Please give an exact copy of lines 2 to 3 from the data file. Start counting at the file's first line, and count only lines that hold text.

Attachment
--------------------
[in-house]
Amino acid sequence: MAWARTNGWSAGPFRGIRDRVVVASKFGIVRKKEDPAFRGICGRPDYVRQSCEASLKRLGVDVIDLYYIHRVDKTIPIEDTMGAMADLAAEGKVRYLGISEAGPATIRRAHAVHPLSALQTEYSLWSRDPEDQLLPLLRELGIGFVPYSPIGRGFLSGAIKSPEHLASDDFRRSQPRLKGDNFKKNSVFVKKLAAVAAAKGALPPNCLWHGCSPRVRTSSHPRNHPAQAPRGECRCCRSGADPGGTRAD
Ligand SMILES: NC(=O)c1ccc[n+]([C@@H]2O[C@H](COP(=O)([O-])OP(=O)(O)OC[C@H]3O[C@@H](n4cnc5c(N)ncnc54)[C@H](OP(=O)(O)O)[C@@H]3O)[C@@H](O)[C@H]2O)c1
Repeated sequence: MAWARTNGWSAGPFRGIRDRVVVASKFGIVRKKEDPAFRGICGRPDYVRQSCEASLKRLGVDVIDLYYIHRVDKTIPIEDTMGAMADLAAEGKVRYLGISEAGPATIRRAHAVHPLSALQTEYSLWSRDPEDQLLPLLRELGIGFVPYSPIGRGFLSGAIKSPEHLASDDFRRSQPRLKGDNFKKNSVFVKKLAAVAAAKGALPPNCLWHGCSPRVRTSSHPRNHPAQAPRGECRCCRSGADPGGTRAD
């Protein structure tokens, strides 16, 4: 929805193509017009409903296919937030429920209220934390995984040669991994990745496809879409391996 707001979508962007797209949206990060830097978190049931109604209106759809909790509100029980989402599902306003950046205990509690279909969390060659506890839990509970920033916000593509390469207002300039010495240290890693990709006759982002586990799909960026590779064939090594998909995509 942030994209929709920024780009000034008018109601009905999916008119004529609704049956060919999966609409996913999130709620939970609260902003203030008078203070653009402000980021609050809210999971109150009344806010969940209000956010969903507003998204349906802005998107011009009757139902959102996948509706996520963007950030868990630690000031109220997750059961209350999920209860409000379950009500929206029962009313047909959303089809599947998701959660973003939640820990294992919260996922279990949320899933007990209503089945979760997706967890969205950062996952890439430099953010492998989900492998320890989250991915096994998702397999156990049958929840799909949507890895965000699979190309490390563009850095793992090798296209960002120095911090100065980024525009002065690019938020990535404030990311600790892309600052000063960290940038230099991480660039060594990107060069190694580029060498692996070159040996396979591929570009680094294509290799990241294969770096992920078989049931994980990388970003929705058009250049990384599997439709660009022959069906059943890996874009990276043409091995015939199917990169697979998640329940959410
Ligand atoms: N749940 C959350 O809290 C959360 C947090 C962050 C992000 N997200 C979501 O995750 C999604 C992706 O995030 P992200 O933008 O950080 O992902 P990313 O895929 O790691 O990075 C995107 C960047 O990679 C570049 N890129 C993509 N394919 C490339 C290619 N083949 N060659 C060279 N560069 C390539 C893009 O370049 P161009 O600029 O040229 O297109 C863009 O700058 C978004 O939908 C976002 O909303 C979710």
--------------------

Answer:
Amino acid sequence: MAWARTNGWSAGPFRGIRDRVVVASKFGIVRKKEDPAFRGICGRPDYVRQSCEASLKRLGVDVIDLYYIHRVDKTIPIEDTMGAMADLAAEGKVRYLGISEAGPATIRRAHAVHPLSALQTEYSLWSRDPEDQLLPLLRELGIGFVPYSPIGRGFLSGAIKSPEHLASDDFRRSQPRLKGDNFKKNSVFVKKLAAVAAAKGALPPNCLWHGCSPRVRTSSHPRNHPAQAPRGECRCCRSGADPGGTRAD
Ligand SMILES: NC(=O)c1ccc[n+]([C@@H]2O[C@H](COP(=O)([O-])OP(=O)(O)OC[C@H]3O[C@@H](n4cnc5c(N)ncnc54)[C@H](OP(=O)(O)O)[C@@H]3O)[C@@H](O)[C@H]2O)c1